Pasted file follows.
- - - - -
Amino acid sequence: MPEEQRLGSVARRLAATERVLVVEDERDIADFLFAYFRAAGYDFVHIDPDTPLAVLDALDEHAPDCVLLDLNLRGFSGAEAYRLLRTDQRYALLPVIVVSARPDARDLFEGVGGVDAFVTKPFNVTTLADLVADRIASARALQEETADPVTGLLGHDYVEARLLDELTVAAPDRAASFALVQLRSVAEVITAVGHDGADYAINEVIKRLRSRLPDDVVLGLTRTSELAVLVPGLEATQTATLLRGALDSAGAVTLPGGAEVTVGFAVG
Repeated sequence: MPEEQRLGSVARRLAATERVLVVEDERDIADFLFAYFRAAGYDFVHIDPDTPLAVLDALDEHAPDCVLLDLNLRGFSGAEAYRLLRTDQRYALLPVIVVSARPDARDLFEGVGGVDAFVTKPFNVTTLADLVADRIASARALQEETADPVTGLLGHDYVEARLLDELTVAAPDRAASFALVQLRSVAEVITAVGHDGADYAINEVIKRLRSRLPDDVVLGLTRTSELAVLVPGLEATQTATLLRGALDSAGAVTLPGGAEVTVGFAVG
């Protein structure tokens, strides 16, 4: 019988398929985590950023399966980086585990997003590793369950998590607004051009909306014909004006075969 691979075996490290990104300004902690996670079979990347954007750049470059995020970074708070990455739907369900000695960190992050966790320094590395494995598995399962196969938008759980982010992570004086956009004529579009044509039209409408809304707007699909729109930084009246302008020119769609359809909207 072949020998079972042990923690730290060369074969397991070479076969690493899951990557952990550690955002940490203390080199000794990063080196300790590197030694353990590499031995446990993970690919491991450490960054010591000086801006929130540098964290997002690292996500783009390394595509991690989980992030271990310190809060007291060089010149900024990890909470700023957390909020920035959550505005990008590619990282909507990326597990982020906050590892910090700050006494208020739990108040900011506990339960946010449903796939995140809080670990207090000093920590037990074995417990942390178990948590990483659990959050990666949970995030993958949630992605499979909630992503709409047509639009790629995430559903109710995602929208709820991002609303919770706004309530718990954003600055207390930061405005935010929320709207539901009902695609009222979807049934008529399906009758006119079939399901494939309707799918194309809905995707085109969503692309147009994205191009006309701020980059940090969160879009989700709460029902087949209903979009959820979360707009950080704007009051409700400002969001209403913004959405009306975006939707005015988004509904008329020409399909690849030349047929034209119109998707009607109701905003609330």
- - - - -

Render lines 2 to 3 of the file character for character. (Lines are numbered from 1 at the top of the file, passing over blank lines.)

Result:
Repeated sequence: MPEEQRLGSVARRLAATERVLVVEDERDIADFLFAYFRAAGYDFVHIDPDTPLAVLDALDEHAPDCVLLDLNLRGFSGAEAYRLLRTDQRYALLPVIVVSARPDARDLFEGVGGVDAFVTKPFNVTTLADLVADRIASARALQEETADPVTGLLGHDYVEARLLDELTVAAPDRAASFALVQLRSVAEVITAVGHDGADYAINEVIKRLRSRLPDDVVLGLTRTSELAVLVPGLEATQTATLLRGALDSAGAVTLPGGAEVTVGFAVG
């Protein structure tokens, strides 16, 4: 019988398929985590950023399966980086585990997003590793369950998590607004051009909306014909004006075969 691979075996490290990104300004902690996670079979990347954007750049470059995020970074708070990455739907369900000695960190992050966790320094590395494995598995399962196969938008759980982010992570004086956009004529579009044509039209409408809304707007699909729109930084009246302008020119769609359809909207 072949020998079972042990923690730290060369074969397991070479076969690493899951990557952990550690955002940490203390080199000794990063080196300790590197030694353990590499031995446990993970690919491991450490960054010591000086801006929130540098964290997002690292996500783009390394595509991690989980992030271990310190809060007291060089010149900024990890909470700023957390909020920035959550505005990008590619990282909507990326597990982020906050590892910090700050006494208020739990108040900011506990339960946010449903796939995140809080670990207090000093920590037990074995417990942390178990948590990483659990959050990666949970995030993958949630992605499979909630992503709409047509639009790629995430559903109710995602929208709820991002609303919770706004309530718990954003600055207390930061405005935010929320709207539901009902695609009222979807049934008529399906009758006119079939399901494939309707799918194309809905995707085109969503692309147009994205191009006309701020980059940090969160879009989700709460029902087949209903979009959820979360707009950080704007009051409700400002969001209403913004959405009306975006939707005015988004509904008329020409399909690849030349047929034209119109998707009607109701905003609330």